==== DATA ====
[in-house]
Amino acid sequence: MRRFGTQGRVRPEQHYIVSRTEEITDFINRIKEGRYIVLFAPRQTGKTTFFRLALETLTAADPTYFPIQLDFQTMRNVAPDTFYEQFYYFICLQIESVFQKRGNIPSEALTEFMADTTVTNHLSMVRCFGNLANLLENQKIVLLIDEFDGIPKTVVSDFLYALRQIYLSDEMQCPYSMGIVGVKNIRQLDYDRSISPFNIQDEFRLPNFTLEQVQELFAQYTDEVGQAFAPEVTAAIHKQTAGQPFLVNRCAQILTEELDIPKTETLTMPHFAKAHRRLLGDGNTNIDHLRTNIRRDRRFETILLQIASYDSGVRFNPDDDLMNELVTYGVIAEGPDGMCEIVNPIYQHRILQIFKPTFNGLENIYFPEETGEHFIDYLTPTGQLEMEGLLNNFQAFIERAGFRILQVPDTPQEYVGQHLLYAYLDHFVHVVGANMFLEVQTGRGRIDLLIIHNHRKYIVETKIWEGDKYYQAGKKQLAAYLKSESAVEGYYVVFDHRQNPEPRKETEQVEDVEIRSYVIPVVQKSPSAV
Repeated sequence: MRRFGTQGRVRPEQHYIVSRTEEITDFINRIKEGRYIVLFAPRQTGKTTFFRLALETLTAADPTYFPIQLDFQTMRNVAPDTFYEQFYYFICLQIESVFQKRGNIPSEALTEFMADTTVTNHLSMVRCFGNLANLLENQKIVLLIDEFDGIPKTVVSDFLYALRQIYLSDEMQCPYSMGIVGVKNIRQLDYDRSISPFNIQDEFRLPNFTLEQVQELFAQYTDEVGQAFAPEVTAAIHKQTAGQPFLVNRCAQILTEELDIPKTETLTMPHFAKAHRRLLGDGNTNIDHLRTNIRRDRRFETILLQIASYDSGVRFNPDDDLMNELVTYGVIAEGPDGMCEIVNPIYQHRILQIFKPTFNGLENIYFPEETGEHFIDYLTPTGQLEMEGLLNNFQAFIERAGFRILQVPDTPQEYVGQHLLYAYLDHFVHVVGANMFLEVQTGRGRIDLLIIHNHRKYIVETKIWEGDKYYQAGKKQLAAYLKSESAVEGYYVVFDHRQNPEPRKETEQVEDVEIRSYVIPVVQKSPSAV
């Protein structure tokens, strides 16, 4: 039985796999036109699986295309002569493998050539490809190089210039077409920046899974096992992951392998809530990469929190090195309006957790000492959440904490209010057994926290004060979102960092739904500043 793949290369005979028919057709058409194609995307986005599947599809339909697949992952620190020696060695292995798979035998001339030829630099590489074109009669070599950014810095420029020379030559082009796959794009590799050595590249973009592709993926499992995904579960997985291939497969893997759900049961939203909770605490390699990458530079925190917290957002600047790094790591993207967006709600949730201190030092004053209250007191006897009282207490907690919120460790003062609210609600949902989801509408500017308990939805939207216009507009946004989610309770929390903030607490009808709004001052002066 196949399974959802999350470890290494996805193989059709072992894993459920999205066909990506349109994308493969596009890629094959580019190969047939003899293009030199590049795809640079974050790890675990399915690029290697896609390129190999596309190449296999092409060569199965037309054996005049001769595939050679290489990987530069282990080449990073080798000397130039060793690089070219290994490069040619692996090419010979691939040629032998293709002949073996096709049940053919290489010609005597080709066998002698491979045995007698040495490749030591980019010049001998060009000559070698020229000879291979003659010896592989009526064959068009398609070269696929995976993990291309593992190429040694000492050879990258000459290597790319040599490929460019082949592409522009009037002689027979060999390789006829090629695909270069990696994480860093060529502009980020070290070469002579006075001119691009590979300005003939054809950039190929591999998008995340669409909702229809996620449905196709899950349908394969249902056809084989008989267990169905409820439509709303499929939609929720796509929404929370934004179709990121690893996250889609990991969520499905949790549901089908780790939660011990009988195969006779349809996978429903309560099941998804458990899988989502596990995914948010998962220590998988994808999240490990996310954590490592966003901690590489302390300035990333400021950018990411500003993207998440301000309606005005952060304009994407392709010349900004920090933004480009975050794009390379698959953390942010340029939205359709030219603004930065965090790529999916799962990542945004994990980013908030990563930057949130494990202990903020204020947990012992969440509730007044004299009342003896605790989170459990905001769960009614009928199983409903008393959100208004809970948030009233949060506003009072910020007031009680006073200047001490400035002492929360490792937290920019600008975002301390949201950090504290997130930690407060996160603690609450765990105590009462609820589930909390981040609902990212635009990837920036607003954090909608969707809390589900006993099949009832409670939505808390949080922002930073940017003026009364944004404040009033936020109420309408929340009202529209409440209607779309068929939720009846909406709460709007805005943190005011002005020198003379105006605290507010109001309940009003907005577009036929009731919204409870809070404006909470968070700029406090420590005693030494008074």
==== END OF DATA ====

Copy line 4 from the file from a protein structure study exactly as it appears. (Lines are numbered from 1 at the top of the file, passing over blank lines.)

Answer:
């Protein structure tokens, strides 16, 4: 039985796999036109699986295309002569493998050539490809190089210039077409920046899974096992992951392998809530990469929190090195309006957790000492959440904490209010057994926290004060979102960092739904500043 793949290369005979028919057709058409194609995307986005599947599809339909697949992952620190020696060695292995798979035998001339030829630099590489074109009669070599950014810095420029020379030559082009796959794009590799050595590249973009592709993926499992995904579960997985291939497969893997759900049961939203909770605490390699990458530079925190917290957002600047790094790591993207967006709600949730201190030092004053209250007191006897009282207490907690919120460790003062609210609600949902989801509408500017308990939805939207216009507009946004989610309770929390903030607490009808709004001052002066 196949399974959802999350470890290494996805193989059709072992894993459920999205066909990506349109994308493969596009890629094959580019190969047939003899293009030199590049795809640079974050790890675990399915690029290697896609390129190999596309190449296999092409060569199965037309054996005049001769595939050679290489990987530069282990080449990073080798000397130039060793690089070219290994490069040619692996090419010979691939040629032998293709002949073996096709049940053919290489010609005597080709066998002698491979045995007698040495490749030591980019010049001998060009000559070698020229000879291979003659010896592989009526064959068009398609070269696929995976993990291309593992190429040694000492050879990258000459290597790319040599490929460019082949592409522009009037002689027979060999390789006829090629695909270069990696994480860093060529502009980020070290070469002579006075001119691009590979300005003939054809950039190929591999998008995340669409909702229809996620449905196709899950349908394969249902056809084989008989267990169905409820439509709303499929939609929720796509929404929370934004179709990121690893996250889609990991969520499905949790549901089908780790939660011990009988195969006779349809996978429903309560099941998804458990899988989502596990995914948010998962220590998988994808999240490990996310954590490592966003901690590489302390300035990333400021950018990411500003993207998440301000309606005005952060304009994407392709010349900004920090933004480009975050794009390379698959953390942010340029939205359709030219603004930065965090790529999916799962990542945004994990980013908030990563930057949130494990202990903020204020947990012992969440509730007044004299009342003896605790989170459990905001769960009614009928199983409903008393959100208004809970948030009233949060506003009072910020007031009680006073200047001490400035002492929360490792937290920019600008975002301390949201950090504290997130930690407060996160603690609450765990105590009462609820589930909390981040609902990212635009990837920036607003954090909608969707809390589900006993099949009832409670939505808390949080922002930073940017003026009364944004404040009033936020109420309408929340009202529209409440209607779309068929939720009846909406709460709007805005943190005011002005020198003379105006605290507010109001309940009003907005577009036929009731919204409870809070404006909470968070700029406090420590005693030494008074």